Dean, after charm offensive, says campaign's on rebound

MANCHESTER, N.H. — MANCHESTER, N.H. - One day after a public relations offensive to counter the fallout from Iowa, Howard Dean's campaign pronounced itself on the mend yesterday.

But the impact on New Hampshire's voters was unclear, and every campaign was waiting for the weekend polls to determine whether Dean had succeeded in persuading New Hampshirites that his third-place finish and emotional concession speech in Iowa were aberrations.


The candidate was in a reassuring mode. "Things have started to turn a little bit," he told several dozen volunteers at a phone bank in Milford. "We're back on the upswing, and you know what? New Hampshirites love to undo what Iowa does."

Voice still hoarse, Dean was much livelier in public than he has been since arriving here Tuesday from Iowa. In a trio of town hall meetings, he continued to mention his experience as a budget-balancing governor and to deride Washington politicians for promising more than they can deliver. While he drew a large crowd last night in Keene, some of his earlier audiences were smaller than normal but generous in their warm applause, including many people who said they were undecided.


"If you just want to change presidents, go to the polls on Tuesday and vote for whoever you want," Dean told about 100 people at the Lions Club in Londonderry just after 8 a.m. "But if you really want to change America, I ask for your vote. I think we need somebody outside the Washington game, somebody who just doesn't promise everything, somebody who's actually balanced budgets and delivered health care."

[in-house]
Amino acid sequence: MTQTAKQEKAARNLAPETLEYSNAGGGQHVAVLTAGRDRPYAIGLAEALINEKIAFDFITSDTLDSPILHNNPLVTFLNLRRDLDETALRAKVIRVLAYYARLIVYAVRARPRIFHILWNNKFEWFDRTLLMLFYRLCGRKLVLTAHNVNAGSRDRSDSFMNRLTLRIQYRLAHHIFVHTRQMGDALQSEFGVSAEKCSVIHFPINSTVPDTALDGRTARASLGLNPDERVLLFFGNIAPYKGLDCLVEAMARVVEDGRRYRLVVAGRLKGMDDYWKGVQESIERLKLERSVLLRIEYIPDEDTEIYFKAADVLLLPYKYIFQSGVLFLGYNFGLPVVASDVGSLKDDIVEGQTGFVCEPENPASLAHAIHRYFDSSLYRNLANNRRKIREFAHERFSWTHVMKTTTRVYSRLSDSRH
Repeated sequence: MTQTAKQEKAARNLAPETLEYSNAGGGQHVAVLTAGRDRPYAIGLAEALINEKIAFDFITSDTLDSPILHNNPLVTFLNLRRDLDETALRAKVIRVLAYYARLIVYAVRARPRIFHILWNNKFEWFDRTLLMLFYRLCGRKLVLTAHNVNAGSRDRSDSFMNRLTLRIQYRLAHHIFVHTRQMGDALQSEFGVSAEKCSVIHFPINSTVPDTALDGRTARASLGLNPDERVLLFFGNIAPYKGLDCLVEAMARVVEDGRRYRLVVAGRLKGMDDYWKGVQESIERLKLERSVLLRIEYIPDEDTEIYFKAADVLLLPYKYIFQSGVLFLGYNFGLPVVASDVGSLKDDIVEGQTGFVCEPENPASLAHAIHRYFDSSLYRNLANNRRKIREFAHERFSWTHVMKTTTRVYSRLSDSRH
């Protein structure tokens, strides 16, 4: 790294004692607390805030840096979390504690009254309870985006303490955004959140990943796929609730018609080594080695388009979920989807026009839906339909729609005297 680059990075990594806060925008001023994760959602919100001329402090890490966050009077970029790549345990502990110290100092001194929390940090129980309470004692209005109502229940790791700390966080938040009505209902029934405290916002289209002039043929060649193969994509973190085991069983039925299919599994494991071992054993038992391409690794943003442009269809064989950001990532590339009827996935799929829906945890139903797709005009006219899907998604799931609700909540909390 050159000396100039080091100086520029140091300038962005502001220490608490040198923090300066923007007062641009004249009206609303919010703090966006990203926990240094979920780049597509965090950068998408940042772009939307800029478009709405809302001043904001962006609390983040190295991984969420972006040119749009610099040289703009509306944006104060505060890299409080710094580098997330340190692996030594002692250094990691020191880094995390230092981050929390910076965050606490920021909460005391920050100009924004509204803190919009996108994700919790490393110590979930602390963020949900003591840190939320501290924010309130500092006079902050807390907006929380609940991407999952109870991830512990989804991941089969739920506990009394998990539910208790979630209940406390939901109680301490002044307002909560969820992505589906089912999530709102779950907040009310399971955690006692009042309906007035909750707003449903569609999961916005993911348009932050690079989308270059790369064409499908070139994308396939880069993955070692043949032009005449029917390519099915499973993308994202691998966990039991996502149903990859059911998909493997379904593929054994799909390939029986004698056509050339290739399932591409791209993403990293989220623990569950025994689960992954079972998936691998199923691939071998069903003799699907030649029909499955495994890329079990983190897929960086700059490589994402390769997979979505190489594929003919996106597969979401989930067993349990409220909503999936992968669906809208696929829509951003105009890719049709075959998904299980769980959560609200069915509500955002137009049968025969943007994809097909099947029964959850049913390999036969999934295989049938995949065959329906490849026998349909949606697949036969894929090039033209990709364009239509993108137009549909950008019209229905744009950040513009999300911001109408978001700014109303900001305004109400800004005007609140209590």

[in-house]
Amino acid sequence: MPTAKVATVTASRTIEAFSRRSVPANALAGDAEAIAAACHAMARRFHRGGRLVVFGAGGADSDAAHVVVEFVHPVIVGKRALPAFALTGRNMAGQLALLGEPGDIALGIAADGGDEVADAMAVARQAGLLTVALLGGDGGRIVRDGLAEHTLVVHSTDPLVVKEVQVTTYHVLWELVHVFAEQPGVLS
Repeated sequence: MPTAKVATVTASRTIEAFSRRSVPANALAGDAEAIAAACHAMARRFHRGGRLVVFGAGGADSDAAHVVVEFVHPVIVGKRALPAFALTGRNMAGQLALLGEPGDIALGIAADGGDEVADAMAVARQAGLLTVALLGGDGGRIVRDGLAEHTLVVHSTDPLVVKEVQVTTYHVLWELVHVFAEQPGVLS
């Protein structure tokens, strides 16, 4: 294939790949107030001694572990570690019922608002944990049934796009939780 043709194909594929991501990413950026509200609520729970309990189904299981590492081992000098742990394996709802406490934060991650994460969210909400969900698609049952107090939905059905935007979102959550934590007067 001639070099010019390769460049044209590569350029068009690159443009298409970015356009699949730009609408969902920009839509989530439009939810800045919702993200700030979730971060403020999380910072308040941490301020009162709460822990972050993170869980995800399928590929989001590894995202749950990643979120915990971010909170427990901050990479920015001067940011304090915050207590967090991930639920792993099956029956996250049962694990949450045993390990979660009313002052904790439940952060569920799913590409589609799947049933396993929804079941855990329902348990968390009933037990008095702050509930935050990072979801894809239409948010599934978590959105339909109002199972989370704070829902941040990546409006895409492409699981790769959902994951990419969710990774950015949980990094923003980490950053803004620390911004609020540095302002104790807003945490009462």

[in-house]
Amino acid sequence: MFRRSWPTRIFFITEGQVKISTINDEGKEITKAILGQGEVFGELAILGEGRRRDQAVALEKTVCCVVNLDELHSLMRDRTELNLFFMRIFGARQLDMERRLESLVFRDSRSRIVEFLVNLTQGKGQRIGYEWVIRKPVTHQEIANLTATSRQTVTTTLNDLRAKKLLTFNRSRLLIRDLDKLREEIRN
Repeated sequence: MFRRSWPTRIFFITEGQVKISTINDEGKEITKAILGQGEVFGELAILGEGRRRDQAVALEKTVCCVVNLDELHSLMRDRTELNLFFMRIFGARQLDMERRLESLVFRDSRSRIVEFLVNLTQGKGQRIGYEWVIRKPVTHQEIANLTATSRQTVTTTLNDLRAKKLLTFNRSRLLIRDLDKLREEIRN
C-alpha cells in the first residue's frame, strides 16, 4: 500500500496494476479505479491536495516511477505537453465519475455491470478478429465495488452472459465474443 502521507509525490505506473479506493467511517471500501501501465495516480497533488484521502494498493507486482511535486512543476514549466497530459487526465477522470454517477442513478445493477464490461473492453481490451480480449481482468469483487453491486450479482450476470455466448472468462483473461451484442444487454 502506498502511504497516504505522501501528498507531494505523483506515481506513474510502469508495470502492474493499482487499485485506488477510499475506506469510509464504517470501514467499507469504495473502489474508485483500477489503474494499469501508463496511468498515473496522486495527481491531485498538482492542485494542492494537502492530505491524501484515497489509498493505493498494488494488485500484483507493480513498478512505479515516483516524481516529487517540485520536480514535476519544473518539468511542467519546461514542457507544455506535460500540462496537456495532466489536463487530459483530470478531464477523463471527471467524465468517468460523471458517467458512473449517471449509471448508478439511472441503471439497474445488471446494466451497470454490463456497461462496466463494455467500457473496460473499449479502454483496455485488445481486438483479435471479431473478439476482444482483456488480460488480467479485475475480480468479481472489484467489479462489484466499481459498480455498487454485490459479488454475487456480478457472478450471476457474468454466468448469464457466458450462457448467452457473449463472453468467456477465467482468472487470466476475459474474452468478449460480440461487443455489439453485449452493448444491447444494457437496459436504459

Several strategists said Dean had probably done as much as he could Thursday night to steady his campaign, with his debate performance, the lengthy interview he and his wife granted to ABC News and his self-deprecatory appearance on The Late Show With David Letterman.

The challenge facing him was complex: to demonstrate humor, acknowledge error, display a calm and presidential demeanor but still remind his constituents of the passionate, antiwar insurgent who first attracted them.

"I thought he did what he had to do to stop the blood-letting and let the healing begin," said Donna Brazile, a Democratic strategist not affiliated with any of the campaigns. "Now it's time to recapture his fire, go out there and charm his neighbors."

Since the Iowa caucuses, Dean's support has steadily declined in polls. One strategist for a rival campaign, alluding to Dean's base of support, said, "Everybody's asking the same question: Where's the floor?"

Still, members of Dean's staff said the energy level at the grass roots was rising. Karen Hicks, the New Hampshire state director, said the phones had returned to pre-Iowa ringing levels, with some people calling to say they were outraged at how frequently the raucous Iowa concession speech was being replayed. The candidate continued to walk a careful line. In a news conference yesterday afternoon, Dean told reporters, "All I want is a candidate who tells the truth."

In response to a voter's question about the Federal Reserve, Dean also said he thought its chairman, Alan Greenspan, had become too political and should be replaced. He later clarified that he would not remove Greenspan from office but simply appoint someone else when the time came.

At each of Dean's events yesterday, a voter stood to praise either his Thursday night performances or the now-famous concession speech.


"Just for the record, I really enjoyed your speech in Iowa," a woman from Derry said at the morning forum.

"So take that, CNN," Dean responded over the applause.